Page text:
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CARESTAR Invests More Than $2M to Improve Racial Equity in Emergency and Prehospital Care

BERKELEY, Calif., June 21, 2023 - The CARESTAR Foundation announced today an investment of more than $2 million in 10 nonprofit organizations that are collectively working to bring greater racial equity to emergency and prehospital care in California.

"We are committed to investing in innovative solutions that will help to improve the lives of all Californians that seek emergency and prehospital care," said Tanir Ami, chief executive officer of the CARESTAR Foundation. "The grants that we are announcing today will support a variety of projects that are aimed at addressing racial disparities in this field in a multitude of ways, touching on mental health, crisis intervention, workforce development, advocacy, and awareness."

The investment includes the addition of three new collaboratives to CARESTAR's Transformations & Innovations Initiative, which catalyzes new and better ways for Californians to engage, receive, and experience emergency response and care. The three new partners include:

  • Kings View Behavioral Health System: $450,000 over three years to expand the reach and coordination of its mobile behavioral health crisis response teams in Fresno County, and increase partnerships and engagement with racially diverse community members and organizations.

  • Northern California Emergency Medical Services: $150,000 to conduct a gap assessment of disparities and biases in the local EMS system. The results of the assessment will be used to identify key initiatives for a new collaborative that will develop community and culturally informed training for EMS personnel, identify equipment needs for underserved communities, and create culturally appropriate and accessible guides and materials for community members.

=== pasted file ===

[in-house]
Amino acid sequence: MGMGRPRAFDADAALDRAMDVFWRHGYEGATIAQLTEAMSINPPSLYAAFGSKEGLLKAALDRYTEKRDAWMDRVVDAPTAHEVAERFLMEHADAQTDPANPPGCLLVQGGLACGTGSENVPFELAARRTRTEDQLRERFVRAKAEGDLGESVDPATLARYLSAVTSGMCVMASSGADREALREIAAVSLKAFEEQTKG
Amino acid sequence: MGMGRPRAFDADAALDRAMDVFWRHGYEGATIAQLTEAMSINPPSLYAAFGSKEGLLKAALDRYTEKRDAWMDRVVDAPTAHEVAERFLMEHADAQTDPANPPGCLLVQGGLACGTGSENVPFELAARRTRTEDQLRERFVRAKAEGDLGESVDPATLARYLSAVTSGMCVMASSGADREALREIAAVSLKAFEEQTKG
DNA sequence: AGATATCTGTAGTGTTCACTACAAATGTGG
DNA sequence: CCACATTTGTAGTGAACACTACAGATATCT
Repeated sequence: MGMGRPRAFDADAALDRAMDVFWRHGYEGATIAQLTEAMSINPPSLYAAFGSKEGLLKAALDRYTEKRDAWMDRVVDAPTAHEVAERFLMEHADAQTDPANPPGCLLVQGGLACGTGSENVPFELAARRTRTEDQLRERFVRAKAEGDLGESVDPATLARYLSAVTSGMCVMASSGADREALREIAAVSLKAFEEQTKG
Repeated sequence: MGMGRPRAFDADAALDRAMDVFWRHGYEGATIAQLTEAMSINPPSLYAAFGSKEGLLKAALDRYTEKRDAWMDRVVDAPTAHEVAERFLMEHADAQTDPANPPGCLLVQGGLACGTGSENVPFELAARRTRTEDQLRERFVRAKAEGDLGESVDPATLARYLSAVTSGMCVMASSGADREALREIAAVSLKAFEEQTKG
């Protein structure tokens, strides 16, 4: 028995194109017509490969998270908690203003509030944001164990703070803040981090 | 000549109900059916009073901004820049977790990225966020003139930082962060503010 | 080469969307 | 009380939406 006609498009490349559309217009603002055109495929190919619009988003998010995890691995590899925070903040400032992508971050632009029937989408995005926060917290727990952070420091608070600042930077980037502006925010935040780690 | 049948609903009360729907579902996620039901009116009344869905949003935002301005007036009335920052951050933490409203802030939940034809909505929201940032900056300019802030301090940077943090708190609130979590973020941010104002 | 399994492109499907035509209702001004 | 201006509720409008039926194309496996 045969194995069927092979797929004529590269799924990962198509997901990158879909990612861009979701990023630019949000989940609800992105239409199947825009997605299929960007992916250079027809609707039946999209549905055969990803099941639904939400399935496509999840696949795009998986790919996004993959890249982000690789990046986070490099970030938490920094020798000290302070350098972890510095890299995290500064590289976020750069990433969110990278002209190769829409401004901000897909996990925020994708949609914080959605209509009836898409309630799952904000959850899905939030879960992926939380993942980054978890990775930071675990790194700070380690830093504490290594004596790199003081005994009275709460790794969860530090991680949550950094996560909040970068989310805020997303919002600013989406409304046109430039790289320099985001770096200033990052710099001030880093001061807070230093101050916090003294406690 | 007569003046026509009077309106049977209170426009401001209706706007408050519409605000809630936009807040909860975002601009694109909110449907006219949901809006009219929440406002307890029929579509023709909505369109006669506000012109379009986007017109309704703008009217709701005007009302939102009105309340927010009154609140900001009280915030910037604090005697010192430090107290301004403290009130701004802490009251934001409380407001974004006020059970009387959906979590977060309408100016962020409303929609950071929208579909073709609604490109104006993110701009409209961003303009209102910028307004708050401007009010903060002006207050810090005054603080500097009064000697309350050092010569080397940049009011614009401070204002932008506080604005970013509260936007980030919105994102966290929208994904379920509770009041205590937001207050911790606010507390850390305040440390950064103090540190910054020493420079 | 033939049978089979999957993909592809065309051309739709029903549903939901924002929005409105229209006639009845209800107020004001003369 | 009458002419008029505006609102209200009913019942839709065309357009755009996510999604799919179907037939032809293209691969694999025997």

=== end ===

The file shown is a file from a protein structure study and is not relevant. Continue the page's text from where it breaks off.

• San Ramon Valley Fire Protection District: $450,000 over three years in partnership with the City of San Ramon, Contra Costa Crisis Center, Contra Costa County EMS, SRV 911, and Contra Costa County Health Services. Funding will be used to launch a pilot program that will divert mental health calls from 911 to the Contra Costa Crisis Center, reducing the need for EMS agency response and unnecessary transport to hospital emergency departments.

Additional investments are being made to:

  • California Pan-Ethnic Health Network (CPEHN): $250,000 over two years general operating support to help ongoing advocacy efforts, advancing health and racial equity by building people power, shaping narratives, and changing policy in order to transform systems.

  • College for Behavioral Health Leadership: $15,000 to fund a California-based EMS representative to join the organization's Equity Grounded Leadership Fellow Program, which brings together a cohort of individuals working in the behavioral health system, who have a deep desire to effect change in their organizations, communities, or regions.

  • Cristo Rey De La Salle East Bay High School: $100,000 over two years to support the Corporate Work Study Program, providing students an opportunity to work with community-based organizations focusing on emergency services.

  • Exhaling Injustice: $150,000 over two years general operating support to help the organization expand its operational capacity including mobile response teams training and development, and training to reduce police-induced trauma.

  • Health Alliance for Violence Intervention (HAVI): $450,000 over three years general operating support to help the organization continue its work in building hospital and community collaboration to advance equitable, trauma-informed care for victims of violence.

  • Still I Rise Films: $150,000 over two years to support the production of a documentary that follows the lives of three young men training to become EMTs in California while struggling with their experiences of growing up poor, young, and Black in America.

  • Youth ALIVE!: $75,000 to help the organization maintain 24/7 monitoring of Oakland Police Department incident notifications and hospital trauma center admissions to deploy crisis intervention specialists to hospital bedsides of shooting victims within an hour of being admitted.

Staff from Youth ALIVE! Caught in the Crossfire (CiC) program.

About the CARESTAR Foundation The CARESTAR Foundation is a philanthropic organization reimagining emergency and prehospital care in California to elevate community voice and power, build a movement, and be a catalyst for systems change. CARESTAR partners with innovators to enable strong and meaningful work transforming the field of emergency and prehospital care so all Californians can receive equitable, unified, compassionate care where and when they need it. The organization was founded in 2017 as a result of the sale of CALSTAR (California Shock Trauma Air Rescue), an air ambulance company based in Northern California. CARESTAR honors CALSTAR'S legacy and lifesaving work in the field of emergency and trauma transport and care, while centering racial equity in both its grantmaking and its operations. Connect with the CARESTAR Foundation on LinkedIn, or visit us at

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